Press Releases

DATE2021.03.13 #Press Releases

Solving a 30-year-old conundrum in quantum many-body systems:
Fundamental properties of the SU(N) Hubbard model revealed

Disclaimer: machine translated by DeepL which may contain errors.

Hironobu Yoshida (Department of Physics, 1st Year Master's Course)

Hosho Katsura (Associate Professor, Department of Physics / Trans-scale Quantum Science
(International Collaborative Research Organizations/ Institute for Physics of Intelligence)

Key points of the presentation

  • We have discovered a new method to analyze the properties of the SU(N) Hubbard model (Note 1), which has long been considered difficult to treat theoretically because conventional methods cannot be applied.
  • For a wide class of SU(N) attractive Hubbard models, we have rigorously clarified the fundamental properties of their ground states (Note 2), such as the number of particles and long-range order.
  • This study opens up new directions for the analysis of quantum many-body systems and is expected to lead to further developments in this field.

Summary of presentation

Atoms and molecules are the basic elements that make up the materials around us. Microscopic atoms and molecules are known to obey quantum mechanics, and their fundamental laws are well understood through studies accumulated in the past. However, in matter, many microscopic constituents come together and interact with each other. Understanding their collective behavior from the viewpoint of quantum mechanics is a very difficult problem, which is called the quantum many-body problem. One of the quantum many-body problems is the SU(N)-attractive Hubbard model, a physical system in which particles with multiple degrees of freedom are strongly attracted to each other (Fig. 1). This system has recently been realized by atoms trapped by lasers and has attracted much attention.

Figure 1: Conceptual diagram of the SU(N) attraction Hubbard model. Particles with multiple colored degrees of freedom are in motion as they jump between valleys (sites). Experimentally, the particles are atoms, and the mountains and valleys are realized by laser waves.

Hironobu Yoshida, a graduate student and Associate Professor Hosho Katsura, a master's student at the Graduate School of Science, The University of Tokyo, have rigorously clarified the fundamental properties of the ground state of a broad class of SU(N) attractive Hubbard models using the mathematical structure of the Mayorana particle (Note 3 ). Conventional methods proposed some 30 years ago were not applicable to this system, and the theoretical treatment of the system has been considered difficult.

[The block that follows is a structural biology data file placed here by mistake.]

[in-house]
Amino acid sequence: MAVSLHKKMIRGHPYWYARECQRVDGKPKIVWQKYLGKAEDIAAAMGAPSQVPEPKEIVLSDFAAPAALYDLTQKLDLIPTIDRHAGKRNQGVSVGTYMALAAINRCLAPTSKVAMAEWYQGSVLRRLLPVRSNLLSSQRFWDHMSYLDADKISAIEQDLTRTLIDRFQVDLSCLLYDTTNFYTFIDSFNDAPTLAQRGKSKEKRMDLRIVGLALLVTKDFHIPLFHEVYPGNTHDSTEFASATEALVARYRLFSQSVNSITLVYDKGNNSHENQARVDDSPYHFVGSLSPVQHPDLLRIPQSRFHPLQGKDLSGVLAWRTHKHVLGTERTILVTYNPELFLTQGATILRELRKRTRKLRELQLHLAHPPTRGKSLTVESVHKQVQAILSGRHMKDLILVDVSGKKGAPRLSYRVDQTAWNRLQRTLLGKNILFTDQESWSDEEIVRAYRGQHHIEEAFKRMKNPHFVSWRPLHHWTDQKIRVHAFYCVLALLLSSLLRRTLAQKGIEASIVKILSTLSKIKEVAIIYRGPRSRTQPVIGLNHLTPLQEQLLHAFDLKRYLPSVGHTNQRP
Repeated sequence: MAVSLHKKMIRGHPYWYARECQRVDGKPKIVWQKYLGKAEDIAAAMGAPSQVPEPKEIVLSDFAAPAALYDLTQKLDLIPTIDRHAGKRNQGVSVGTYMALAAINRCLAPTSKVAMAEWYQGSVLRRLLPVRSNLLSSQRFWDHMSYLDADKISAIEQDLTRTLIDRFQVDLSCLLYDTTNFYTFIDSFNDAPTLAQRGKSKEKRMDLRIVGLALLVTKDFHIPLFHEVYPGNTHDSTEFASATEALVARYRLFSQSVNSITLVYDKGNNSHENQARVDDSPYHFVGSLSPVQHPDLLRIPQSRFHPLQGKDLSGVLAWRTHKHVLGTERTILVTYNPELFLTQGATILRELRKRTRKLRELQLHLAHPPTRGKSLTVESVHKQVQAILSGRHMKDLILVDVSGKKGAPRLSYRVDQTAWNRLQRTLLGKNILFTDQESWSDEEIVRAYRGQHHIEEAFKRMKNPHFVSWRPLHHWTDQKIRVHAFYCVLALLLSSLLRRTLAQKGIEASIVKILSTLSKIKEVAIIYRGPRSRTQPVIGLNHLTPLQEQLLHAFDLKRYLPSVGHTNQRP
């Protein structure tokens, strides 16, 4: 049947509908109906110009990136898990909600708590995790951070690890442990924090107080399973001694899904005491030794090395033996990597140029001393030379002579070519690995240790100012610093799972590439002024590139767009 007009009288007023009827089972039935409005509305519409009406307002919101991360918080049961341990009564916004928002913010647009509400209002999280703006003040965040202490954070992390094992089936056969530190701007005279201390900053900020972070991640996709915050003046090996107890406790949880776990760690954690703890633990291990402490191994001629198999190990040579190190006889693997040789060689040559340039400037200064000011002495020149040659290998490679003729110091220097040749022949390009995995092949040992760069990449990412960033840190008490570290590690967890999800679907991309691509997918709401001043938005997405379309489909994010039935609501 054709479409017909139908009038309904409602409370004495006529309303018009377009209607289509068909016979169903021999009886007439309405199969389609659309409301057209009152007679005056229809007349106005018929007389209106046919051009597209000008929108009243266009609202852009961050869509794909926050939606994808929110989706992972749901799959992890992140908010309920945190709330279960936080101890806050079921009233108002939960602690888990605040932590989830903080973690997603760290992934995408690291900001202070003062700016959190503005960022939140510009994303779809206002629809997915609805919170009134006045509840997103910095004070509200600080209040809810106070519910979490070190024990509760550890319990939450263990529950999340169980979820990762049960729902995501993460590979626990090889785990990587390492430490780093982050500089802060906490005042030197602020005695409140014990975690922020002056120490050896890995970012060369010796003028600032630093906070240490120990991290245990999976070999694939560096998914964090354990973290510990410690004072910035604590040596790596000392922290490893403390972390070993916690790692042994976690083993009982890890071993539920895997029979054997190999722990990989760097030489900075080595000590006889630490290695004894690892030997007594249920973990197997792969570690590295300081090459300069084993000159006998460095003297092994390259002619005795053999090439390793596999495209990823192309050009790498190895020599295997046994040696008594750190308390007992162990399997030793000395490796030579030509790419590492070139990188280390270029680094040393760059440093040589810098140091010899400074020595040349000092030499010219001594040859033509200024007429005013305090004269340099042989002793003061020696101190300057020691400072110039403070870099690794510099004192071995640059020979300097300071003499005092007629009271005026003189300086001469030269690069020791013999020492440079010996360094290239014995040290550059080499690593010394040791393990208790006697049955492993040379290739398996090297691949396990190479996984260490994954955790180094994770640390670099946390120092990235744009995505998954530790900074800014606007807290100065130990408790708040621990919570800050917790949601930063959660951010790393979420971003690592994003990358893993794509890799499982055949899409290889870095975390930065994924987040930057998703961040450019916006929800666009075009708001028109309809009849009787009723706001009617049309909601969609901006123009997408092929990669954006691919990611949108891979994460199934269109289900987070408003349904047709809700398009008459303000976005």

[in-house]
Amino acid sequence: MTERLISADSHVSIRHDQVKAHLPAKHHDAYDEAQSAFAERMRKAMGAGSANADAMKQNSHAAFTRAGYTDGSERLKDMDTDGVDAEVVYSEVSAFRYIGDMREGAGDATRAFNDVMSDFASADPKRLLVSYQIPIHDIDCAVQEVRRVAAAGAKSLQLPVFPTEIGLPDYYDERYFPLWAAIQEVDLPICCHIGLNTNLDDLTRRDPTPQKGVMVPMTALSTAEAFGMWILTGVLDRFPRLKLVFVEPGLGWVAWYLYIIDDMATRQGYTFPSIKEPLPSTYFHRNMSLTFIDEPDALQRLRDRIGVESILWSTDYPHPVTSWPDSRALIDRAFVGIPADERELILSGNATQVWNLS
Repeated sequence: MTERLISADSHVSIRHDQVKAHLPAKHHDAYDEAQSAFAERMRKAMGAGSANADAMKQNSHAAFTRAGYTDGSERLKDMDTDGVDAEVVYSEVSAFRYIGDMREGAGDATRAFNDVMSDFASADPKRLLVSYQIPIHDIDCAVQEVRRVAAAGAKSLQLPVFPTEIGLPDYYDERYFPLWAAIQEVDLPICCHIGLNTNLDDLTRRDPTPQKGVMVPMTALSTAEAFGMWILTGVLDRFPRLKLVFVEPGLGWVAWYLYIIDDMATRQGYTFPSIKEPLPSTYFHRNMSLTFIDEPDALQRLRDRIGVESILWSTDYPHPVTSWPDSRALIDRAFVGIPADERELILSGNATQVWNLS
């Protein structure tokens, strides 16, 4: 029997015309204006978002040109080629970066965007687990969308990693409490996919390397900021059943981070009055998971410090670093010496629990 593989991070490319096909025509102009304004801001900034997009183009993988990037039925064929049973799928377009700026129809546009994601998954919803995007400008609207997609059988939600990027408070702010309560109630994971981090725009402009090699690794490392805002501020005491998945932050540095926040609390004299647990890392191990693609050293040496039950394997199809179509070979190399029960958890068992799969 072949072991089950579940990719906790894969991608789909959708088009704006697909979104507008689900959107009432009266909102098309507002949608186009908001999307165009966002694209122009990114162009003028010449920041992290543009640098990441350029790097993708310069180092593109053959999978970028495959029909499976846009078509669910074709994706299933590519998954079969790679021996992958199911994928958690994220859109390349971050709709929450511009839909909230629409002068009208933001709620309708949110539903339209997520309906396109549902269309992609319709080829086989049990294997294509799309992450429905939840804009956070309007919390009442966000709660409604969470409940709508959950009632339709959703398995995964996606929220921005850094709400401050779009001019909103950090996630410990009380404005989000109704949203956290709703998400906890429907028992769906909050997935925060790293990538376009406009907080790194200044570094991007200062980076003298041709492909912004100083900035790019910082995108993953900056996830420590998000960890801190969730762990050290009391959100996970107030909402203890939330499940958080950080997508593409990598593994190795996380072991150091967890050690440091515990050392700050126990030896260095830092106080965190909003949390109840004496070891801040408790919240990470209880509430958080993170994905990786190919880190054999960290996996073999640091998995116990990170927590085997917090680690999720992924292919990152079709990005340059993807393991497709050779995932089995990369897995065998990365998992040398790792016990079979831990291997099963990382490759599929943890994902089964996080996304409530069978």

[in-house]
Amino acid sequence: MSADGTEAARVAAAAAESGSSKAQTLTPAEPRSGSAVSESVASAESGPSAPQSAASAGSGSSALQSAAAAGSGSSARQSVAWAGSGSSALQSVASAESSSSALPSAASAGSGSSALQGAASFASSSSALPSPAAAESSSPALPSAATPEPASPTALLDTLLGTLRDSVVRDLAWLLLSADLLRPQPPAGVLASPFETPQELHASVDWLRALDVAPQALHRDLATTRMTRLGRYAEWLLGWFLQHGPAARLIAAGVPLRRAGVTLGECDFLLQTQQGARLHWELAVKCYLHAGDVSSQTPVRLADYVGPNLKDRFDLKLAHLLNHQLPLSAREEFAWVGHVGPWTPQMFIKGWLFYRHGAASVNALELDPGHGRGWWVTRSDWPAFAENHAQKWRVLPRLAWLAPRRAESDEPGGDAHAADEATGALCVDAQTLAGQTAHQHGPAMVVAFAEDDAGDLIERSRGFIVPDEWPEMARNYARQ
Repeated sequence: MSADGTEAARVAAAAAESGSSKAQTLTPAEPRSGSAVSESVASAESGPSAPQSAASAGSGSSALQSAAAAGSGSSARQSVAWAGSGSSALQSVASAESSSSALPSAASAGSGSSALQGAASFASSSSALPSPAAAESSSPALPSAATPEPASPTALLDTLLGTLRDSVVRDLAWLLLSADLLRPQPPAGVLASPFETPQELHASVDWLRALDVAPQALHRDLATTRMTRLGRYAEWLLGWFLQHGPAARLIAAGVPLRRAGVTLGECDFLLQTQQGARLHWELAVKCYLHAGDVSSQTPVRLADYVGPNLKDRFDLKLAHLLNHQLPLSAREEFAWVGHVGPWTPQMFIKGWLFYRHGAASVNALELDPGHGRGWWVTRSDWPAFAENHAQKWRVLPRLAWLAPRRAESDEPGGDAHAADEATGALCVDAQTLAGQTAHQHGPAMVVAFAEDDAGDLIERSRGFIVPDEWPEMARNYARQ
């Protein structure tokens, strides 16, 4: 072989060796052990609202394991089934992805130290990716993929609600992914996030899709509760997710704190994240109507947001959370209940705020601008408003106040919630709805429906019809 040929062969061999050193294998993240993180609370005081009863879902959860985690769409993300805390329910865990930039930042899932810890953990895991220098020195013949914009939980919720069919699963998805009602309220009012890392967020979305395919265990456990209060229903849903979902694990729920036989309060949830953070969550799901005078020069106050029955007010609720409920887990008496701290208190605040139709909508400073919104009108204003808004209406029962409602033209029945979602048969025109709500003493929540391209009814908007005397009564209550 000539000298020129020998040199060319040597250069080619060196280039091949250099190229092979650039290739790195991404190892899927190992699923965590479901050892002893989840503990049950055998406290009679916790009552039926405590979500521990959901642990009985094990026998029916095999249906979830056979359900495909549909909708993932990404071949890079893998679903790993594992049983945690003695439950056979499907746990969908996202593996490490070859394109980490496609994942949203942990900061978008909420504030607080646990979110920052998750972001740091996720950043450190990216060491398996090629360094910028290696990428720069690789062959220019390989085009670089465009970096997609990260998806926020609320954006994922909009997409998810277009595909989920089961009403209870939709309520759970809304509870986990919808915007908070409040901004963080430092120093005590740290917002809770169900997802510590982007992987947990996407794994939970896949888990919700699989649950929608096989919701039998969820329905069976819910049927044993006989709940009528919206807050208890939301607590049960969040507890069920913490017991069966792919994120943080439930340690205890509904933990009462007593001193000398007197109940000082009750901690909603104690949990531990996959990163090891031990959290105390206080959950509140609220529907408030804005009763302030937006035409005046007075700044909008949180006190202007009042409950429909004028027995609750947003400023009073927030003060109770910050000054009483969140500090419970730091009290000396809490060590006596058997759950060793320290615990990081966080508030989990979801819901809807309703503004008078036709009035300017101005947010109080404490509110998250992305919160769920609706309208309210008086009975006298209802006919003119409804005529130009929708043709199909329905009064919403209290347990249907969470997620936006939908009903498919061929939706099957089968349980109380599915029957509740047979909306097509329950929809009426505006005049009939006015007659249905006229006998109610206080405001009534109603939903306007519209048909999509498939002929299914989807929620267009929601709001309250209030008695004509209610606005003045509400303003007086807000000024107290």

This study not only deepened our understanding of the SU(N) Hubbard model of attraction, but also opened a new direction for the analysis of quantum many-body systems. Further development of this field is expected in the future.

This research result was published in Physical Review Letters on March 12. It was also selected as Editors' Suggestion .

Publication details

Research Background
The SU(N)-attracting Hubbard model is a physical system in which particles with multiple colored degrees of freedom are strongly attracted to each other. The Hubbard model was originally introduced to describe the motion of electrons in solids and is still being studied intensively. The electron has the property of being a small magnet, called spin, and has two degrees of freedom, upward and downward. Let us assume that these degrees of freedom are "color" degrees of freedom. The case with N=2 degrees of freedom of this color corresponds to the original Hubbard model, and when this is increased to N ( = 3,4,5,...) colors and there is an attractive interaction between the particles, this is the SU(N) attractive Hubbard model. This model has attracted much attention in recent years, as it has been experimentally realized by atoms trapped in lasers. The color degrees of freedom correspond to the nuclear spin degrees of freedom of the atoms in the experiment. As shown in Figure 2, in this model the N-color particles follow the following three rules of motion.

(1) Particles exist on a lattice and move by jumping between points (sites) on the lattice.
(2) No more than two particles of the same color can exist at the same site (Pauli's exclusion rule).
(3) When multiple particles (with different colors) come to the same site, their energy is lowered due to gravitational attraction.

Figure 2: Rules for particle motion in the SU(N) attraction Hubbard model.

Although this physical system appears simple at first glance, it has been very difficult to analyze. One reason is that the possible configurations of the particles explode as the number of sites and particles increases (Figure 3).

Figure 3: All possible arrangements with three sites and one particle of each of thethree colors. The number of possible placements explodes as the number of sites and particles is increased, making it very difficult to handle.